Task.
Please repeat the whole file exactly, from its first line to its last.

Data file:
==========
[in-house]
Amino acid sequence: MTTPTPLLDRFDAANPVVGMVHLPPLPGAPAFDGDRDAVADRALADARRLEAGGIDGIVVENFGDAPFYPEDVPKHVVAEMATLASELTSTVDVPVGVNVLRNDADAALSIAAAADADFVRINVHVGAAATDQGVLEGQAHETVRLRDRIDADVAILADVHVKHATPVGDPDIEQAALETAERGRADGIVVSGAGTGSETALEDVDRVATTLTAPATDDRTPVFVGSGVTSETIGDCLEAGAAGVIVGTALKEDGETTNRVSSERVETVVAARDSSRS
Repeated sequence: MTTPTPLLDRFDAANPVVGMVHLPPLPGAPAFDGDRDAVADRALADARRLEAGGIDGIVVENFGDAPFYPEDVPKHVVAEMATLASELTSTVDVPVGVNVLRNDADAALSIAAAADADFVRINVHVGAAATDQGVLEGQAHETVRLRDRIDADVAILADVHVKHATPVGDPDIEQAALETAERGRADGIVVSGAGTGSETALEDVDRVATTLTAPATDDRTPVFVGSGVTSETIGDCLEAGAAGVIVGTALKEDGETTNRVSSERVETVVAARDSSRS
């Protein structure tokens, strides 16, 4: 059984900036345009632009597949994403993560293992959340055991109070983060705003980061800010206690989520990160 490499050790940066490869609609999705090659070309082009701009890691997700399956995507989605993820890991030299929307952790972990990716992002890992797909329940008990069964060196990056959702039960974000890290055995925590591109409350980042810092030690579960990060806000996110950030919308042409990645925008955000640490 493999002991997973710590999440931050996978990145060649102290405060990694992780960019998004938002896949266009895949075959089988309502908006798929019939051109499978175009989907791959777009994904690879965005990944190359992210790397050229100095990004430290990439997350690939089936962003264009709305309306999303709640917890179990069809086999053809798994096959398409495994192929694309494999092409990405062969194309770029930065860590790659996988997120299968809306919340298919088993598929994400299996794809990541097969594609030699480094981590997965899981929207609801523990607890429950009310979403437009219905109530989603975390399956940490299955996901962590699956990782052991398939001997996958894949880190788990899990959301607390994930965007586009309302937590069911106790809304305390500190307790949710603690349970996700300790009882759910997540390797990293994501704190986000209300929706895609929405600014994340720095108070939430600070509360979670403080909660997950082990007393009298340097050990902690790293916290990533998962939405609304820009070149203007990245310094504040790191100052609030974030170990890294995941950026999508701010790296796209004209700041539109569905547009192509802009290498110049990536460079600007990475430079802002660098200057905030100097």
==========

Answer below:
[in-house]
Amino acid sequence: MTTPTPLLDRFDAANPVVGMVHLPPLPGAPAFDGDRDAVADRALADARRLEAGGIDGIVVENFGDAPFYPEDVPKHVVAEMATLASELTSTVDVPVGVNVLRNDADAALSIAAAADADFVRINVHVGAAATDQGVLEGQAHETVRLRDRIDADVAILADVHVKHATPVGDPDIEQAALETAERGRADGIVVSGAGTGSETALEDVDRVATTLTAPATDDRTPVFVGSGVTSETIGDCLEAGAAGVIVGTALKEDGETTNRVSSERVETVVAARDSSRS
Repeated sequence: MTTPTPLLDRFDAANPVVGMVHLPPLPGAPAFDGDRDAVADRALADARRLEAGGIDGIVVENFGDAPFYPEDVPKHVVAEMATLASELTSTVDVPVGVNVLRNDADAALSIAAAADADFVRINVHVGAAATDQGVLEGQAHETVRLRDRIDADVAILADVHVKHATPVGDPDIEQAALETAERGRADGIVVSGAGTGSETALEDVDRVATTLTAPATDDRTPVFVGSGVTSETIGDCLEAGAAGVIVGTALKEDGETTNRVSSERVETVVAARDSSRS
């Protein structure tokens, strides 16, 4: 059984900036345009632009597949994403993560293992959340055991109070983060705003980061800010206690989520990160 490499050790940066490869609609999705090659070309082009701009890691997700399956995507989605993820890991030299929307952790972990990716992002890992797909329940008990069964060196990056959702039960974000890290055995925590591109409350980042810092030690579960990060806000996110950030919308042409990645925008955000640490 493999002991997973710590999440931050996978990145060649102290405060990694992780960019998004938002896949266009895949075959089988309502908006798929019939051109499978175009989907791959777009994904690879965005990944190359992210790397050229100095990004430290990439997350690939089936962003264009709305309306999303709640917890179990069809086999053809798994096959398409495994192929694309494999092409990405062969194309770029930065860590790659996988997120299968809306919340298919088993598929994400299996794809990541097969594609030699480094981590997965899981929207609801523990607890429950009310979403437009219905109530989603975390399956940490299955996901962590699956990782052991398939001997996958894949880190788990899990959301607390994930965007586009309302937590069911106790809304305390500190307790949710603690349970996700300790009882759910997540390797990293994501704190986000209300929706895609929405600014994340720095108070939430600070509360979670403080909660997950082990007393009298340097050990902690790293916290990533998962939405609304820009070149203007990245310094504040790191100052609030974030170990890294995941950026999508701010790296796209004209700041539109569905547009192509802009290498110049990536460079600007990475430079802002660098200057905030100097």